RSPCA warning after cat caught in illegal gin trap in Northumberland

Simba the cat got stuck in a gin trap designed to catch animals by the leg. Credit: RSPCA

A cat had to have one of its toes amputated after getting caught in a dangerous and illegal rodent trap.

Simba the cat suffered two broken toes when a gin trap snapped down on his feet.

It has prompted the RSPCA to issue a warning about the traps, which the charity said can cause severe injuries.

RSPCA inspector Lucy Green said: "Simba was very lucky that he only got two of his toes caught. They were both broken, but he certainly took less of an impact because it looks like he was moving so quickly at the time.

"These traps are illegal and anyone setting one faces prosecution. Because this was not an anchored trap, we don’t know the location it was set at or by who.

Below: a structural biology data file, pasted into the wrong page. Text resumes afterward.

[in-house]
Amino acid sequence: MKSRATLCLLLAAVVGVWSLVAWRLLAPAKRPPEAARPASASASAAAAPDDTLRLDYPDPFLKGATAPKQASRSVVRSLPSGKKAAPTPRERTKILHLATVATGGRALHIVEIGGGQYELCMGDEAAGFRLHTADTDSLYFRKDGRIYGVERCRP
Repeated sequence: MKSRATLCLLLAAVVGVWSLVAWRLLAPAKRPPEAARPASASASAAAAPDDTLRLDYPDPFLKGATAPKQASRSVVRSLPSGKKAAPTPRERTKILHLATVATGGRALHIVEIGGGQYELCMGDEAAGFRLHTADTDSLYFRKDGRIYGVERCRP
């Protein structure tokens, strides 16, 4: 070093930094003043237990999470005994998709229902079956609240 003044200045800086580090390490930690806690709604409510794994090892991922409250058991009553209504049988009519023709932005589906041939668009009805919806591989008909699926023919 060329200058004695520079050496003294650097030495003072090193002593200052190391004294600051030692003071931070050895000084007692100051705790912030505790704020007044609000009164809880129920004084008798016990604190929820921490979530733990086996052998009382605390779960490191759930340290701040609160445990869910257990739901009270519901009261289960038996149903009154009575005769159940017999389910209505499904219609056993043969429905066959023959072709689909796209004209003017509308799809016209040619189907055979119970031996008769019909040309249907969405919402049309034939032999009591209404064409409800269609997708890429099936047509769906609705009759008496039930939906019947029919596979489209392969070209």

"But gin traps cause horrendous injuries as they usually ensnare the whole leg of an animal, which results in amputation."

Simba was found limping by a member of the public on Lindisfarne Close, near to his home in Northumberland.

They took him to the vets on Thursday 5 January and he was freed from the trap before undergoing an operation to remove one of his toes.

What is a gin trap?

The contraptions have been illegal in the UK since 1958, although are some are still being used to catch animals such as rabbits and foxes.

They are a mechanical device designed to catch an animal by the leg, with spring-operated jaws and either teeth or a serrated edge which snap shut.

Gin traps pose a particular danger to non-target species, like cats, which can suffer life-threatening injuries if caught.

Anyone found guilty of causing unnecessary suffering to a protected animal faces an unlimited fine and/or five years in prison.

Simba was found limping by a member of the public after being caught in the trap. Credit: RSPCA

Simba is now back home with his family in Pegswood, near Morpeth.

His owner Elizabeth Jackson said: "It was a real shock as I got a call from the vets when I was at work. I realise Simba has been really lucky and it could have been worse.

"His foot is bandaged up, but he is doing well and is back with us. We are taking him back to the vets several times a week and we are hopeful that he won’t have to lose another toe."

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